"It's already hard enough for people to reach out," said Timothy Jansen, executive director of Community Crisis Services in Prince George's County, Maryland. "If they think that just by picking up the phone that Big Brother is out to get them, they're not going to do it as easily."

For Butler, the effort has been a personal crusade.

His wife, Kristin, committed suicide in 1998 at age 28 after their daughter was stillborn. He founded the Kristin Brooks Hope Center and set up the hotline.

After moving from San Francisco to the Washington area in 2000, he attracted the attention of Congress. It added funding to the Substance Abuse and Mental Health Services Administration's budget for suicide prevention, and the Kristin Brooks Hope Center received a three-year subcontract from the American Society of Suicidology to fund the hotline.

But in recent years, Butler has run into financial difficulty and feuded with the U.S. agency and the society.

In 2004, the federal agency declared the Hope Center and the American Society of Suicidology in violation of terms of the grant, alleging that they had entered into contracts with corporations without its approval and that Butler had put family members on the payroll.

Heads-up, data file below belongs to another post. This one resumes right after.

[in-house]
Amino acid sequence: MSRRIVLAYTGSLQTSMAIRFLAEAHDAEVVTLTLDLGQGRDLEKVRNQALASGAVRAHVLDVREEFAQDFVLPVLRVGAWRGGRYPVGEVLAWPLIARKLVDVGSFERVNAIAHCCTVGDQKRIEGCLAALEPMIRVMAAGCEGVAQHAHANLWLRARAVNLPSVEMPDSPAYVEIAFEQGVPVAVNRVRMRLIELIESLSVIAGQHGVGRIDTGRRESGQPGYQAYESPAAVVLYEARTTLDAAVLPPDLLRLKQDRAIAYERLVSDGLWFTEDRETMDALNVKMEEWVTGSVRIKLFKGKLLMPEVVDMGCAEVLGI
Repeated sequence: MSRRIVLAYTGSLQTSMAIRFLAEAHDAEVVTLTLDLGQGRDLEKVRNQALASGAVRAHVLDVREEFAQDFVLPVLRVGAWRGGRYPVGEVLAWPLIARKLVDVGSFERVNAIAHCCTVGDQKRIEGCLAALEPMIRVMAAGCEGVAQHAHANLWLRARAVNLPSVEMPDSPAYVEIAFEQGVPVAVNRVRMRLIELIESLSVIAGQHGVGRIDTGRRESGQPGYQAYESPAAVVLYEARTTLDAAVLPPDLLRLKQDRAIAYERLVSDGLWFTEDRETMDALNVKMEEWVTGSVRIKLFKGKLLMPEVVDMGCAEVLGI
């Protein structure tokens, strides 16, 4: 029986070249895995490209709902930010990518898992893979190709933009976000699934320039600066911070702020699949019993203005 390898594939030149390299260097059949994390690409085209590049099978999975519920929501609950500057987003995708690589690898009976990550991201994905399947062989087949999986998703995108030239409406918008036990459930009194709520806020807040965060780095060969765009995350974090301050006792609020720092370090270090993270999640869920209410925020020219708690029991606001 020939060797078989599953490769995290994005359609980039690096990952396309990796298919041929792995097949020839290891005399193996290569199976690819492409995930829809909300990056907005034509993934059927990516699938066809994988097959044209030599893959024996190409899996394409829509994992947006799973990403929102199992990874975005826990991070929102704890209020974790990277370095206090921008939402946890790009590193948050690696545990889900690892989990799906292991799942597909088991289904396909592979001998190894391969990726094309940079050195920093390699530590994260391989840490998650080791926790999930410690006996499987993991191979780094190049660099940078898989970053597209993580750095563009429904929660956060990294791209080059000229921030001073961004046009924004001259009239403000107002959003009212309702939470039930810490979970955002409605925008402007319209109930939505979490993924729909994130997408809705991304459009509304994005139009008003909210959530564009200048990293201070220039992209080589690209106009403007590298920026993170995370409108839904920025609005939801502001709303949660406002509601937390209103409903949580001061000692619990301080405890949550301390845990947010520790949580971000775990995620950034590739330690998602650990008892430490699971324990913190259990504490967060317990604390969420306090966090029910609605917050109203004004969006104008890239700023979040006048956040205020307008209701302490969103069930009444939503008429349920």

Butler acknowledged having hired his son, Hank, but said he removed him from the payroll when he was notified of the agency's concerns.

Butler's grant was not renewed and, when it expired in December 2004, the federal mental health agency created 1-800-273-TALK. It contracted with a New York organization to run it.

Butler received some funding last year from the National Mental Health Association, but that ended in March, and the center has been scrambling since.

Butler's struggles have exasperated mental health counselors who have worked with him for years. They praise his passion for the hotline but say his business skills are weak.

Butler says the Substance Abuse and Mental Health Services Administration owes him $266,000 for expenses incurred during the grant - a claim the agency denies - and says it has created a "government-run system" that allows the agency to find out who calls for help.

"If they don't need to have the data, then why do they need to own the hotline?" Butler asked. "The only justification for owning the hotline is that they get access to the data."

Not so, the agency said. The only information it collects, it said, is the number of calls referred to each crisis center. And crisis centers say that unless they believe a caller is in imminent danger of suicide, no information is shared with authorities.

Butler has offered to lease his widely known phone number to the federal agency, as long as he can remove personal information - such as callers' phone numbers - before the agency sees it.

The agency has refused, saying the offer "was not in the best interest of the program" or the agency, spokeswoman Shelly Burgess said.

If 1-800-SUICIDE shuts down, callers will get a message referring them to the other hotline. But crisis centers say they are concerned that some vulnerable callers wouldn't dial a second number to get help.


[Last modified August 19, 2006, 01:28:56]